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The report of the New York Children's Court for the year just closed shows, in eloquent numbers, that a step forward, far greater than was then imagined, was taken by its establishment in September. 1902. When one considers that seven thousand children's cases were tried in that court, exclusive of some two hundred other children's cases in Magistrates' Courts because the children involved were arrested with persons over sixteen years, he marvels that the courts for children were not inaugurated years before. The Society for the Prevention of Cruelty to Children explains this by the reasonable statement that the proper time had not yet arrived for the exclusive court in the separate building. They show that juvenile crime is not on the decrease, and that the number of arrests in children's cases for 1904 is greater than for any previous year; also that a law passed in 1892—twelve years ago—provided for the trial of children's cases separate and apart from those of adults, and that the police and Magistrates' Courts be cleared of adults not directly concerned in thie children's hearings, before the youngsters' arraignment. But that did not wipe out the prison atmosphere, and those most interested sought a plan by which even greater privacy would attach to the trials of children. The City Magistrates took up the subject and Judge Deuel, the President of the Board, drafted the bill that became Chapter 590 of the Laws of 1902—the Children's Court Law. Soon thereafter the Justices of the Court of Special Sessions and the City Magistrates appointed committees to choose a suitable building, and on September third, 1902, Justice Olmsted opened the Court. Justice Deuel resigned as a City Magistrate a year ago to become a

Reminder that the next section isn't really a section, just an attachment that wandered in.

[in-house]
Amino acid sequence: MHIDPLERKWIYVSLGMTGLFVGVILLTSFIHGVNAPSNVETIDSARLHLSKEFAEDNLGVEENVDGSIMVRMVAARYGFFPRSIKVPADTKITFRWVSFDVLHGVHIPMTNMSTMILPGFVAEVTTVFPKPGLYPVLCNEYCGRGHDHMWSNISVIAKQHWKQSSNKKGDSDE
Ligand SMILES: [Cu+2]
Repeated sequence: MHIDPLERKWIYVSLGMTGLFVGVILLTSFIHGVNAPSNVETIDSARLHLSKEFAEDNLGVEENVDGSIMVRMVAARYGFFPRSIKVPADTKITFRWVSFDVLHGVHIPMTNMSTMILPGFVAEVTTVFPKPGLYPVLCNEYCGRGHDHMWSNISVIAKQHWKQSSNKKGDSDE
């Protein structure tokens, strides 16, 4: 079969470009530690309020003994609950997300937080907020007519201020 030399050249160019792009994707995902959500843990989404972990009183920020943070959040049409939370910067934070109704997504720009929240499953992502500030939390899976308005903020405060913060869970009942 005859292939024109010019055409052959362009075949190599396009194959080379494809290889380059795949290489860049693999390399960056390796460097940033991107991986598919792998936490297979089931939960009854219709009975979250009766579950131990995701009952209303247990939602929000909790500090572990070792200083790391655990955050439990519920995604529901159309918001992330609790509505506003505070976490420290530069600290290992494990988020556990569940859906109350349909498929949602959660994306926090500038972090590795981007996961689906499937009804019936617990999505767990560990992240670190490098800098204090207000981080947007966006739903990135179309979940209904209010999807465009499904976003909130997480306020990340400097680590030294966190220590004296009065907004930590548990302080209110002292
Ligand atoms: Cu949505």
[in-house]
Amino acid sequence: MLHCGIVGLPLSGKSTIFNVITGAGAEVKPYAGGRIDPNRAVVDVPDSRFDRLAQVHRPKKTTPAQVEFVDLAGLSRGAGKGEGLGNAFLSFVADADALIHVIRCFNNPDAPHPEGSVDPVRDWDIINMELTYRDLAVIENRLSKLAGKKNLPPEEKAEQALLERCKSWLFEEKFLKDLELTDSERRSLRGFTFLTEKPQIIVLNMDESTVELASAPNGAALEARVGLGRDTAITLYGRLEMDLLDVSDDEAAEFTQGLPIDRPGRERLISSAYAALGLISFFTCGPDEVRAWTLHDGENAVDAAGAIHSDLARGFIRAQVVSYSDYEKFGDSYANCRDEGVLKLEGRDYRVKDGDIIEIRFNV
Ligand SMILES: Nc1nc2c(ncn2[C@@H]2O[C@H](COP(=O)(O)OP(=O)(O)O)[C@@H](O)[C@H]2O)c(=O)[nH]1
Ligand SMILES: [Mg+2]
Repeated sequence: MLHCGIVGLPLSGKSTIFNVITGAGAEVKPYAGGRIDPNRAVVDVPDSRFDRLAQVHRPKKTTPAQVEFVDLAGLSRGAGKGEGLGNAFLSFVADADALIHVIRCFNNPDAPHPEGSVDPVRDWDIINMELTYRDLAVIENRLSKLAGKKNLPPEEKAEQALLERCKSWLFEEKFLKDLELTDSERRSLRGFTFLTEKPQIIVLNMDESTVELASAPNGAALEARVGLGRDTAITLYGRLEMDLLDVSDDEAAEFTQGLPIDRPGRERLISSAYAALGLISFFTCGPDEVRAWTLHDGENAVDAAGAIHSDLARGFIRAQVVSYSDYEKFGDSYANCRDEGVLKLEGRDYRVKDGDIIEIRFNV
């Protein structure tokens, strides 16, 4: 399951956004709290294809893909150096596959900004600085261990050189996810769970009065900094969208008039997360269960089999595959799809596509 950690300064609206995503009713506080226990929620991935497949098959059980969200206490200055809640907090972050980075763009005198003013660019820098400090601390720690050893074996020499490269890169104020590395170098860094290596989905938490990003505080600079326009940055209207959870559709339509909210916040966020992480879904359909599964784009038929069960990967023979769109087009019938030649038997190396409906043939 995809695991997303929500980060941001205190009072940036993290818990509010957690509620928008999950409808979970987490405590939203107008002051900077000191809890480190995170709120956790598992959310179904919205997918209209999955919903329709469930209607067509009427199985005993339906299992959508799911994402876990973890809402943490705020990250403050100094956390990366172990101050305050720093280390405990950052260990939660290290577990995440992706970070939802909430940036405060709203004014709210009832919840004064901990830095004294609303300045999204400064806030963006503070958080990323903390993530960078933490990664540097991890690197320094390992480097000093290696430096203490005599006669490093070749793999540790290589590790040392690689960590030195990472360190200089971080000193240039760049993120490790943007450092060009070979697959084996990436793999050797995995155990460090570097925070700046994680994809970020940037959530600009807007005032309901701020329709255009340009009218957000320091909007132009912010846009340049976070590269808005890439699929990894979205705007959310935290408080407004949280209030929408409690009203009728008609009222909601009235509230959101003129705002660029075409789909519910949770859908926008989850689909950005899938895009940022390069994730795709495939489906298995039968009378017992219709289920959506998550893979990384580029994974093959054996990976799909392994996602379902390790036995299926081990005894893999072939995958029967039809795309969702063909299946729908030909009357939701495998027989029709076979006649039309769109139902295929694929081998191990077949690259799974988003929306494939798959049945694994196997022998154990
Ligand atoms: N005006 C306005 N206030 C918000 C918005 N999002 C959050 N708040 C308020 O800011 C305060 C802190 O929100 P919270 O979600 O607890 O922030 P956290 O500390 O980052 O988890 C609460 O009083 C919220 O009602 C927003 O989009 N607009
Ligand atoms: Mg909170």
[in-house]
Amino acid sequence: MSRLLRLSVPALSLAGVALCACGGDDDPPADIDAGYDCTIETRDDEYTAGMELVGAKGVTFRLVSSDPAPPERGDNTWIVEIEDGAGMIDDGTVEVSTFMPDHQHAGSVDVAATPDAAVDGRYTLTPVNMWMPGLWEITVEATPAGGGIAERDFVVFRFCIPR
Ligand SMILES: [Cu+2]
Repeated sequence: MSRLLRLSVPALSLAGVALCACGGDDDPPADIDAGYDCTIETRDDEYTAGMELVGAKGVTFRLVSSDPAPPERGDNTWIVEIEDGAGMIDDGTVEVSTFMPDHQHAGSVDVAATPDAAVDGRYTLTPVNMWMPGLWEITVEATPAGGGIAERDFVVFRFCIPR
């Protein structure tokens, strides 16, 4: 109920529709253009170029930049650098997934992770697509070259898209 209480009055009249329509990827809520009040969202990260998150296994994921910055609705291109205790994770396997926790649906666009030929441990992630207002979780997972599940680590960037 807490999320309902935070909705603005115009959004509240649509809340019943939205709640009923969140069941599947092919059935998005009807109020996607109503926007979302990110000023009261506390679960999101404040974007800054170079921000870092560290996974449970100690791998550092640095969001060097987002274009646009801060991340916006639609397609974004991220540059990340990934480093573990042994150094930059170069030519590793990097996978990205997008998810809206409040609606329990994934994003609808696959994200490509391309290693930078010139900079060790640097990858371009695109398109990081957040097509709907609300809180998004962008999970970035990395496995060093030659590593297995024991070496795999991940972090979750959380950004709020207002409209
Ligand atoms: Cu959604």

Justice of the Court of Special Sessions, of which the Children's Court is part. In this Court of Record misdemeanants and felons are tried, and their cases finally disposed of. Much of the former method of a preliminary hearing in a Magistrate's Court and a trial at a higher court is thus dispensed with, and to that extent the object of the juvenile law accomplished—the dissociation of the child's mind from the necessarily impressive proceedings of criminal courts. This is so on a smaller scale in almost every Children's Court throughout the country, excepting where the Court is not in a separate building, in which case no more is done than was done in New York from 1892 till 1902. But the movement is a forward one, and wherever such a law exists the tendency is to improve conditions in every possible way. The popular approval of such Courts has brought with it much aid in the way of volunteer representatives acting as probation or parole officers, and to-day almost every court has its committees representing the three great religions, all looking after cases of children of their respective persuasions, with the result that a child arrested for any offense and released on probation does not go home with the notion that the whole thing was merely a formal proceeding. He is visited (in New York cases) by reprepresentatives of Mr. Jenkins, the Chief Probation Officer and Superintendent of the Children's Society; and the boy visits the probation officer in turn. The underlying motive is to have him appreciate that he has offended and escaped confinement in an institution only to show that he can behave for an indefinite period. The average boy is wise enough to “make good," although a considerable number has been returned for misbehavior while on probation. This, however, must be expected in the heterogeneous natures of the children of so many classes and types.